In addition to the direct interactions of edeine with the 16S bases (Table 4), our structure shows that edeine induces the formation of a base pair, between C795 at the loop of H24 and G693 at the loop of H23 (Figure 20a). Although, neither G693 nor C795 are directly involved in edeine binding, G693 has been shown to be protected when edeine is bound (Woodcock et al., 1991). Thus, the formation of this base pair explains the protection against chemical attack of G693 upon edeine binding. H23 plays an important role in the binding of the C-terminal domain of IF3 (Table 4), and nucleotides 787-795 of H24 are directly involved in 30S-50S subunit association (Tapprich and Hill, 1986). Analysis of our structure shows that the G693-C795 base pair would impose constraints on the mobility of the platform, which is believed to move during translation (Gabashvili et al., 1999a). Based on these findings, it is conceivable that the formation of the G693-C795 base pair interferes substantially with both elongation and initiation. Existing biochemical data on edeine binding to the 30S subunit supports this hypothesis. These data suggest that edeine blocks not only initiation (Odon et al., 1978), but also elongation, by interfering with the P-site tRNA (Moazed and Noller, 1987). It is possible that in prokaryotes and archaea the G693-C795 base pair blocks the path of the mRNA between the decoding region and the anti-SD region of the 16S rRNA. This blockage would make the anti-SD region on the 16S rRNA less accessible and thus it would not base pair with the incoming mRNA during the initial stages of initiation. This effect on the mRNA path seems to be universal since edeine interacts with G926 and G693, two universally conserved nucleotides. G926 (H28), has been photo-crosslinked in E. coli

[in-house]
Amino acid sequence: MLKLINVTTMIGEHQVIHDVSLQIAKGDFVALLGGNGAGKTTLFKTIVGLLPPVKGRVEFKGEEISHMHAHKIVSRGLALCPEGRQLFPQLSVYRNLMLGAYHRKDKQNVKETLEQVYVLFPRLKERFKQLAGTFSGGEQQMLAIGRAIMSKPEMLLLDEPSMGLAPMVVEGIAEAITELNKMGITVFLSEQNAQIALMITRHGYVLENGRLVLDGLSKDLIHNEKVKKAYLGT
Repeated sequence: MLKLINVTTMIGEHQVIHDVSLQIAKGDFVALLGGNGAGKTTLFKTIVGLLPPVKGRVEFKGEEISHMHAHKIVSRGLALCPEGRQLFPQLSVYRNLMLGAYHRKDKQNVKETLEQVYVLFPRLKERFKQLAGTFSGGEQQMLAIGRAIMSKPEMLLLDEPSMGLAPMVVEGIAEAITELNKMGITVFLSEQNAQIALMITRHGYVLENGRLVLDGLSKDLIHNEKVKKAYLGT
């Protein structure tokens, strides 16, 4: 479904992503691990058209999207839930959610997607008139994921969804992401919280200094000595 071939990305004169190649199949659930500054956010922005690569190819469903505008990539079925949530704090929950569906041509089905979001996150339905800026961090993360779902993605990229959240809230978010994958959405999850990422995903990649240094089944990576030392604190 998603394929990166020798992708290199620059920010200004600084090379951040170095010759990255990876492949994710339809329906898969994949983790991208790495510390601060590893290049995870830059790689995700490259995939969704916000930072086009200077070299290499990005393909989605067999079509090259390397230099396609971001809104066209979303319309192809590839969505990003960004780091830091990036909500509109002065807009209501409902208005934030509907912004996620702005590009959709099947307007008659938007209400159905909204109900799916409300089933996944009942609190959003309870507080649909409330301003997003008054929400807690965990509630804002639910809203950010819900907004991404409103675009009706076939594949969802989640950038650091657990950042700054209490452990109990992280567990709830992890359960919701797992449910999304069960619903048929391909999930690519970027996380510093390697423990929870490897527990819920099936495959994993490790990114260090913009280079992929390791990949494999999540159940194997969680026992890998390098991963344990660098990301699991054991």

to position +2 of the mRNA (Sergiev et al., 1997) and to position +1 in human ribosomes (Demeshkina et al., 2000). G693, on the other hand, has been photo-crosslinked in E. coli
to positions –1/-3 of the mRNA (Bhangu and Wollenzien, 1992) and in human ribosomes to position –3 of the mRNA (Demeshkina et al., 2000). The only mutant resistant to edeine that has been functionally characterised, is a mutant of Saccharomyces cerevisiae